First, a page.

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If a star (red trail) wanders too close to a black hole (left), it can be shredded, or spaghettified, by the intense gravity. Some of the star’s matter swirls around the black hole, like water down a drain, emitting copious X-rays (blue). Recent studies of these so-called tidal disruption events suggest that a significant fraction of the star’s gas is also blown outward by intense winds from the black hole, in some cases creating a cloud that obscures the accretion disk and the high-energy events happening within.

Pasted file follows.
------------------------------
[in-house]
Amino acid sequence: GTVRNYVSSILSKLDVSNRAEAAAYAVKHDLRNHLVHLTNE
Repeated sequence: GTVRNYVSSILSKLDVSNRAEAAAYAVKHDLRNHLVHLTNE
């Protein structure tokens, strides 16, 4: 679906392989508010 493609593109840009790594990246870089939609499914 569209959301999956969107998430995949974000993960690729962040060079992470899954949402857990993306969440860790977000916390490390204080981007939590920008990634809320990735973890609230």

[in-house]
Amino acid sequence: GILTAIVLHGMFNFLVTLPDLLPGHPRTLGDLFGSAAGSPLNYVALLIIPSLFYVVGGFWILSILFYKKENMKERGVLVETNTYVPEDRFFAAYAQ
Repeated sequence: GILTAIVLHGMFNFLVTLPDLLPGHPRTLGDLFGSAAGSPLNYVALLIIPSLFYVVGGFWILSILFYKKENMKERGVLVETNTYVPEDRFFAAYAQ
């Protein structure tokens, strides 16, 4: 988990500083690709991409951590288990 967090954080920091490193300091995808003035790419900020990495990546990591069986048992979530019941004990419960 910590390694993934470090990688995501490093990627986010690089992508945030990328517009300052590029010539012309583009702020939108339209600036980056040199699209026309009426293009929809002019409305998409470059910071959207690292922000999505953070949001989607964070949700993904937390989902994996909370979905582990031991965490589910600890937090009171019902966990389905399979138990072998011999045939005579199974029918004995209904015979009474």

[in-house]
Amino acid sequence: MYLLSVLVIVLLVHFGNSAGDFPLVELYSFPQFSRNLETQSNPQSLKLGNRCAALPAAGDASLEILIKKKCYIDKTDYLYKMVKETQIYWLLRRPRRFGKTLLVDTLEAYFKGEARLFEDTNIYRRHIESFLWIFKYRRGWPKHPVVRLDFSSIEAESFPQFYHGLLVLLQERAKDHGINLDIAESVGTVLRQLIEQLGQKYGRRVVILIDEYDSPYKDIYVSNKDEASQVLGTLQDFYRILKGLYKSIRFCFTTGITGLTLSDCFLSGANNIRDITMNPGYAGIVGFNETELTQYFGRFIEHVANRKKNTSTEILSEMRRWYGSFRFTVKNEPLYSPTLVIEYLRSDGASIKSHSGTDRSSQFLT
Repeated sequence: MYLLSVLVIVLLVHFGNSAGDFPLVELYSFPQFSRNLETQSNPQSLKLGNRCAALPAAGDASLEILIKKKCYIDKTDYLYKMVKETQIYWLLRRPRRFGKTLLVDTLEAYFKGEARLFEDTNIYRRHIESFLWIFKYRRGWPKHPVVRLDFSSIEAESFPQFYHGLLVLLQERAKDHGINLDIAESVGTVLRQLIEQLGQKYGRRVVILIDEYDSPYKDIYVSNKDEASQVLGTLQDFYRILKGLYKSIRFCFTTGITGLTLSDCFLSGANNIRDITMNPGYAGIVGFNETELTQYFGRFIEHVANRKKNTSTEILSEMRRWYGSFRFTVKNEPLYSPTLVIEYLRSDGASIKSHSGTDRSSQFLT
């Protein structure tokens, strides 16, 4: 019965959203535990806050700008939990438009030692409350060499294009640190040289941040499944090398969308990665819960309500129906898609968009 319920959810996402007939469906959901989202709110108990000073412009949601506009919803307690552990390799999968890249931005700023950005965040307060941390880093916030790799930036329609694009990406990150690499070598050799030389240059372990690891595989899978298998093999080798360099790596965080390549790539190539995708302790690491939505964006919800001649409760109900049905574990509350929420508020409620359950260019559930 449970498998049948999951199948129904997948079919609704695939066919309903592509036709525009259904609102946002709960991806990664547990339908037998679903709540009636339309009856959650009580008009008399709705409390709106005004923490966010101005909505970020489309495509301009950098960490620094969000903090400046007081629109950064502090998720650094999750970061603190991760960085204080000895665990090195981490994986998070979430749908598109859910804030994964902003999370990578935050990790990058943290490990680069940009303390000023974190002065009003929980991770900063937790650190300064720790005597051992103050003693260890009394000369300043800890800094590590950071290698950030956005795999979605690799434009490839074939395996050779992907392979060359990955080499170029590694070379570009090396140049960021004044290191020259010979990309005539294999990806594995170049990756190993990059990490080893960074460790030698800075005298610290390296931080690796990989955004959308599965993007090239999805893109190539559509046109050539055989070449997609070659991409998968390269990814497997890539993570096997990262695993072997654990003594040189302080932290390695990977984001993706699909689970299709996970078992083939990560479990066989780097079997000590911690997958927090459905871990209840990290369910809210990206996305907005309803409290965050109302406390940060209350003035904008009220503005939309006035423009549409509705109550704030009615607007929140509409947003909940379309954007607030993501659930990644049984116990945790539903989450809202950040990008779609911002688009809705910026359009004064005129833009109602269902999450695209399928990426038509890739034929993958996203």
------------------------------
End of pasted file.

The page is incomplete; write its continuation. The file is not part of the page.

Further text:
If a star (red trail) wanders too close to a black hole (left), it can be shredded, or spaghettified, by the intense gravity. Some of the star’s matter swirls around the black hole, like water down a drain, emitting copious X-rays (blue). Recent studies of these so-called tidal disruption events suggest that a significant fraction of the star’s gas is also blown outward by intense winds from the black hole, in some cases creating a cloud that obscures the accretion disk and the high-energy events happening within. (Image credit: NASA/CXC/M. Weiss)

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